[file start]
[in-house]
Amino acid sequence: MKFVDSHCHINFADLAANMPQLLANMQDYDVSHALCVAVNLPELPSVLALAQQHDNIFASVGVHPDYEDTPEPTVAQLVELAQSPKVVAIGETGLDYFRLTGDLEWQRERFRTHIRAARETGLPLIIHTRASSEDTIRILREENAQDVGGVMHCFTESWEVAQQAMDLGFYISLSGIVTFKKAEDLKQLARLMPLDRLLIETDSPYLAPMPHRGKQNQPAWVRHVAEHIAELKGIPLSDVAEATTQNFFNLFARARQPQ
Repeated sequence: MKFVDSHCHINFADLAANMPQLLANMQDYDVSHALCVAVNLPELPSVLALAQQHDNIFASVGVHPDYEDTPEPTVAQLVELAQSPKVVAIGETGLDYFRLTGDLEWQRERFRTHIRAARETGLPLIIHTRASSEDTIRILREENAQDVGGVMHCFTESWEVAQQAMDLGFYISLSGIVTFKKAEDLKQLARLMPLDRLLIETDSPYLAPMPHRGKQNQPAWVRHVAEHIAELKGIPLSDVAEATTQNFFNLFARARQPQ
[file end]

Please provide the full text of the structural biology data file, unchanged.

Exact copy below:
[in-house]
Amino acid sequence: MKFVDSHCHINFADLAANMPQLLANMQDYDVSHALCVAVNLPELPSVLALAQQHDNIFASVGVHPDYEDTPEPTVAQLVELAQSPKVVAIGETGLDYFRLTGDLEWQRERFRTHIRAARETGLPLIIHTRASSEDTIRILREENAQDVGGVMHCFTESWEVAQQAMDLGFYISLSGIVTFKKAEDLKQLARLMPLDRLLIETDSPYLAPMPHRGKQNQPAWVRHVAEHIAELKGIPLSDVAEATTQNFFNLFARARQPQ
Repeated sequence: MKFVDSHCHINFADLAANMPQLLANMQDYDVSHALCVAVNLPELPSVLALAQQHDNIFASVGVHPDYEDTPEPTVAQLVELAQSPKVVAIGETGLDYFRLTGDLEWQRERFRTHIRAARETGLPLIIHTRASSEDTIRILREENAQDVGGVMHCFTESWEVAQQAMDLGFYISLSGIVTFKKAEDLKQLARLMPLDRLLIETDSPYLAPMPHRGKQNQPAWVRHVAEHIAELKGIPLSDVAEATTQNFFNLFARARQPQ